Art critic and historian, Dore Ashton: Motherwell was a true blue American. His father was a banker, which always embarrassed him. Unlike the others, he had gone to university. At times, they made fun of him because he was a rich boy from the West Coast.
All of the painters of the mid-to-late 1930s were very much interested in the Spanish Civil War, and they rightly intuited that it was the beginning of a second World War. And, Motherwell was one of the people that responded very deeply to the news of the Spanish Civil War, and therefore started this series, which brought him sometimes very severe criticism, that he only was repeating this thing.
Director, Glenn Lowry: This painting is one in a series of over one hundred Elegies to the Spanish Republic.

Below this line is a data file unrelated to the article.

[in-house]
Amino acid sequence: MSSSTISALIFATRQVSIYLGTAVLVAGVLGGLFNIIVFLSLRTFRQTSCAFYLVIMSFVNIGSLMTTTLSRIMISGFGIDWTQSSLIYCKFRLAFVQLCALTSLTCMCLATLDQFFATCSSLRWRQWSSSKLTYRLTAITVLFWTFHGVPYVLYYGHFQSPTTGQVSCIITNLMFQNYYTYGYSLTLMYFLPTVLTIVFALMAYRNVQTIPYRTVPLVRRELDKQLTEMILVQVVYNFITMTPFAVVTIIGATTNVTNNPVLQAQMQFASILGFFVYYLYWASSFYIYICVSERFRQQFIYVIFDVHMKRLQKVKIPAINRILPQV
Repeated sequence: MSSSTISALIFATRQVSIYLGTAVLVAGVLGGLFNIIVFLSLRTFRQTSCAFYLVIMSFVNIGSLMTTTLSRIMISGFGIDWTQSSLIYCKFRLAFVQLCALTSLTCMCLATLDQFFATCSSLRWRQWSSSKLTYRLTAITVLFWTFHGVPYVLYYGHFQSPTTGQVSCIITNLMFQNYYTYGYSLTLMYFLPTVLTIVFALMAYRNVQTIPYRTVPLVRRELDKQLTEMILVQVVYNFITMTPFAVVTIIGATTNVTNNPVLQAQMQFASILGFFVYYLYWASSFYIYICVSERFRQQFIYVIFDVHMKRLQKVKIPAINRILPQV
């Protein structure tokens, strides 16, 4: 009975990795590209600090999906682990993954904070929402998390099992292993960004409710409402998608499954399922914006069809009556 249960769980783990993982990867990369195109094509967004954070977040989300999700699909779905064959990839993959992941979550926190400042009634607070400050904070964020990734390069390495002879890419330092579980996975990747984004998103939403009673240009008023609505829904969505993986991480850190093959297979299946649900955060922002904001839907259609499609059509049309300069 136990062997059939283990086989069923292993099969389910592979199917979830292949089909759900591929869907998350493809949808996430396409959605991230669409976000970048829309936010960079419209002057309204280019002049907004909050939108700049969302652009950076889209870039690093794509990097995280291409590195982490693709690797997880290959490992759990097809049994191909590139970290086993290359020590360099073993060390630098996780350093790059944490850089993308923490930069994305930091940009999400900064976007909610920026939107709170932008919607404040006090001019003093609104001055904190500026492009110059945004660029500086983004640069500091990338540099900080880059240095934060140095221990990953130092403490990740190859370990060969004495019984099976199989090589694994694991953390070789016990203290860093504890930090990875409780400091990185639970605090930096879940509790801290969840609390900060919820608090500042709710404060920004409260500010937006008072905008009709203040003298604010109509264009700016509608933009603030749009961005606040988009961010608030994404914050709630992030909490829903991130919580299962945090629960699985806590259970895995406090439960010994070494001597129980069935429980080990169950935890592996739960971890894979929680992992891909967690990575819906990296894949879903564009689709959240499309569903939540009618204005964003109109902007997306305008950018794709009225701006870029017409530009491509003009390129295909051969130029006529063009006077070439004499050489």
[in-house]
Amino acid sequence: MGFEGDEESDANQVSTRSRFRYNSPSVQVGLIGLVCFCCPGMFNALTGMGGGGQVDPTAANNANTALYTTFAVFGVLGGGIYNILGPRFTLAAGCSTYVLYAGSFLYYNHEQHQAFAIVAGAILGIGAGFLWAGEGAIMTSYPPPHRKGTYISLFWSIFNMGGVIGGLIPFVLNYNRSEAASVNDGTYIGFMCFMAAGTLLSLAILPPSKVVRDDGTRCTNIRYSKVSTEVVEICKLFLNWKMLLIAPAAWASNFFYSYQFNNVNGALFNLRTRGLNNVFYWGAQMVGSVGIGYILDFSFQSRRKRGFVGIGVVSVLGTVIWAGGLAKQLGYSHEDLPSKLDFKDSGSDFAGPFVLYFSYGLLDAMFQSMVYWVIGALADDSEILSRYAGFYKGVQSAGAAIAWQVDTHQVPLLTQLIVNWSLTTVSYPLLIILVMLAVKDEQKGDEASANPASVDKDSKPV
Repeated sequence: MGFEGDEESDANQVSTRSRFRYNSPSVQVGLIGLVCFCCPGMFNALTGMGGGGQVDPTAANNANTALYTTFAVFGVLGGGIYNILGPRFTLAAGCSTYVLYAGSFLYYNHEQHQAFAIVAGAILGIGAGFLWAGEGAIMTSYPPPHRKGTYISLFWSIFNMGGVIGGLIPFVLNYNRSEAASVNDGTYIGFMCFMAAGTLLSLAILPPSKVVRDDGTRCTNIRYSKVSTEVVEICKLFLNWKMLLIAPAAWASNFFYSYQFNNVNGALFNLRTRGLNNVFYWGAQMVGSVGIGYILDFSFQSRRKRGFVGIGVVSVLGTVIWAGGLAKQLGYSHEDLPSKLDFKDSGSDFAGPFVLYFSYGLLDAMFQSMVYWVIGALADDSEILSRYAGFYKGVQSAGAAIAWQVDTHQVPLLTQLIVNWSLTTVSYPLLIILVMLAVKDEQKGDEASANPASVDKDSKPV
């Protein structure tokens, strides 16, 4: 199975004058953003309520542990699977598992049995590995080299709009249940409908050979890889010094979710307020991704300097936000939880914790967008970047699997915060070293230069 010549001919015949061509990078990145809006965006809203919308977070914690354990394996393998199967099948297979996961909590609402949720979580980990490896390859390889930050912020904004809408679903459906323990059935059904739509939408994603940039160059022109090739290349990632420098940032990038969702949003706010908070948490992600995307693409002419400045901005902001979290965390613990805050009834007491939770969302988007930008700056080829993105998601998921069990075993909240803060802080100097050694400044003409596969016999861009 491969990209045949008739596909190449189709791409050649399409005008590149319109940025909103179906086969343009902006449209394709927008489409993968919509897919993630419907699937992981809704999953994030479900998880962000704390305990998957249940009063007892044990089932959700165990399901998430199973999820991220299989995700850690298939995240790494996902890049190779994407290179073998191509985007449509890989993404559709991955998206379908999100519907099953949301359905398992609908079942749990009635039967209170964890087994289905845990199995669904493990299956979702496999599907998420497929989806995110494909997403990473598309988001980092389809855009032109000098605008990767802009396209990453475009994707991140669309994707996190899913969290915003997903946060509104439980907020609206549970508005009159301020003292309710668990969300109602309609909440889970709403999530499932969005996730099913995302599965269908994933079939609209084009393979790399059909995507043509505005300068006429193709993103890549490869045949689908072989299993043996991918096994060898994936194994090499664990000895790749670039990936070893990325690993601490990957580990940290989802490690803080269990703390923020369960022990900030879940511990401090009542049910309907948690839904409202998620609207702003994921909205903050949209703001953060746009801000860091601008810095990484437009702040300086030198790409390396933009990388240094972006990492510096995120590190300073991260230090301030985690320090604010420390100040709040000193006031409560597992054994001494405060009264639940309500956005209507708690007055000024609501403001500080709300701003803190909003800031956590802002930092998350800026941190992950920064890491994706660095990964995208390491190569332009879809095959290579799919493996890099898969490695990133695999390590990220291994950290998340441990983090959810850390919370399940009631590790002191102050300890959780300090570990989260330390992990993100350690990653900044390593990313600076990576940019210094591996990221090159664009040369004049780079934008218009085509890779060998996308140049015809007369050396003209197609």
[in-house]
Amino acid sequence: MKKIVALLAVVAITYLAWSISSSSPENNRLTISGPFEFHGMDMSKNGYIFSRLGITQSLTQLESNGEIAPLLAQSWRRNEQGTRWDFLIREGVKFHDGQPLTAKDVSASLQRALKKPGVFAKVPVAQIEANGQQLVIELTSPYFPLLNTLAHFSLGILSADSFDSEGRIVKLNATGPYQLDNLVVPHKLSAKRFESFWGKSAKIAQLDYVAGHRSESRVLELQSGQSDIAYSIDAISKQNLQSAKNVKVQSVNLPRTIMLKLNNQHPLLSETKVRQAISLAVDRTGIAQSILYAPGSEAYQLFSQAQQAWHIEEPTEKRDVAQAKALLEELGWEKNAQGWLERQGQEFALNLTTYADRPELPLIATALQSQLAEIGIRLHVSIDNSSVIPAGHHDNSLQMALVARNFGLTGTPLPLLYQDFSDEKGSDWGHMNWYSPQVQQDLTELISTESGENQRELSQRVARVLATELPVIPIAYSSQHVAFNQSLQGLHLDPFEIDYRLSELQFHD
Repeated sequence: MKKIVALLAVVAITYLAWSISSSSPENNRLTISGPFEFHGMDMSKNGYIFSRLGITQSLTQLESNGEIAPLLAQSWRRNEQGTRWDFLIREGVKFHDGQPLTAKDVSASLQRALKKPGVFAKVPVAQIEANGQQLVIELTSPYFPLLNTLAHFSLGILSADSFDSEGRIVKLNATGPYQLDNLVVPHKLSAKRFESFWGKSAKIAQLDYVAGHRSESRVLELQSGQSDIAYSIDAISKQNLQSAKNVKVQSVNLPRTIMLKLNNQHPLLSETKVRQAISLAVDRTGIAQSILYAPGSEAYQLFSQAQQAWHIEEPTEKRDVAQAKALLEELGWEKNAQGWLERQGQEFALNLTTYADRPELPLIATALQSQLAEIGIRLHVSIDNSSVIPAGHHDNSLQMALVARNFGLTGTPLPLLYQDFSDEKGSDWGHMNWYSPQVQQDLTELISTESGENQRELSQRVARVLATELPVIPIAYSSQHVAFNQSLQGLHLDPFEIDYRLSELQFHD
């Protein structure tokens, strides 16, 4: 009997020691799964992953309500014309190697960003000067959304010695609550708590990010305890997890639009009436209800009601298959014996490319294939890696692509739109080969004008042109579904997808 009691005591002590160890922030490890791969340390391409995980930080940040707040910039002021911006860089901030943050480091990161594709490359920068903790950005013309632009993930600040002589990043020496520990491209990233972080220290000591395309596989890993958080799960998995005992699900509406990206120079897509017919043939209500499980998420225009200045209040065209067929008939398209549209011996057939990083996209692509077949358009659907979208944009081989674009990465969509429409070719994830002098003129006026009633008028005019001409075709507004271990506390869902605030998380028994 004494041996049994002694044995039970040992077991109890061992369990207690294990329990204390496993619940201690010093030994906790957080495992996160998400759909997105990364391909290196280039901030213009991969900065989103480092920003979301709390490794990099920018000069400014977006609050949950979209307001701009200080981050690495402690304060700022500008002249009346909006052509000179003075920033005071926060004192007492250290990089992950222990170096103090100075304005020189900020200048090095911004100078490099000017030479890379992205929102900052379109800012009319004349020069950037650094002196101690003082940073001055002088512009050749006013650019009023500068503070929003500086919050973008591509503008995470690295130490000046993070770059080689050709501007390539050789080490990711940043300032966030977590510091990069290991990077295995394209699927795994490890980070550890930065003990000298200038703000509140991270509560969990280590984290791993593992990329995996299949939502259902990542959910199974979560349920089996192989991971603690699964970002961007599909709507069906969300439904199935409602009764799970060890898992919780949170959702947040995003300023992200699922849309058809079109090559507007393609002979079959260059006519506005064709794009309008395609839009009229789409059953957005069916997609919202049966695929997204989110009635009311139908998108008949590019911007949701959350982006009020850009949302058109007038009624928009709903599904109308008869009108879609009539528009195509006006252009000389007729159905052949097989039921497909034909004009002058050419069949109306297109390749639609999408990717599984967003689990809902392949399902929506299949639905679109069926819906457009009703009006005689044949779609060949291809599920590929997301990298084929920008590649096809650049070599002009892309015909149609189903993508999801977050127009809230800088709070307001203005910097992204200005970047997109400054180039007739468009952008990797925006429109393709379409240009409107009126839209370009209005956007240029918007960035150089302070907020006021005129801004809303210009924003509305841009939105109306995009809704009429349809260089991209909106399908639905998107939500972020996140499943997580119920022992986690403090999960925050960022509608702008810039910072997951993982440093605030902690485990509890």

Dore Ashton: They were exclamations of a very serious intent. Motherwell was, I think, aware that we Americans had no history to speak of, as major figures in painting. He also thought there was something, which is called modern art. And he'd struggle to define it for himself.
Director, Glenn Lowry: Robert Motherwell, speaking in 1968.
Artist, Robert Motherwell: I suppose most of us felt that our passionate allegiance was not to American art, but that there was such a thing as modern art; that it was essentially international in character; that it was the greatest painting adventure of our time; that we wished to participate in it; that we wished to plant it here; that it would blossom in its own way here, as it had elsewhere.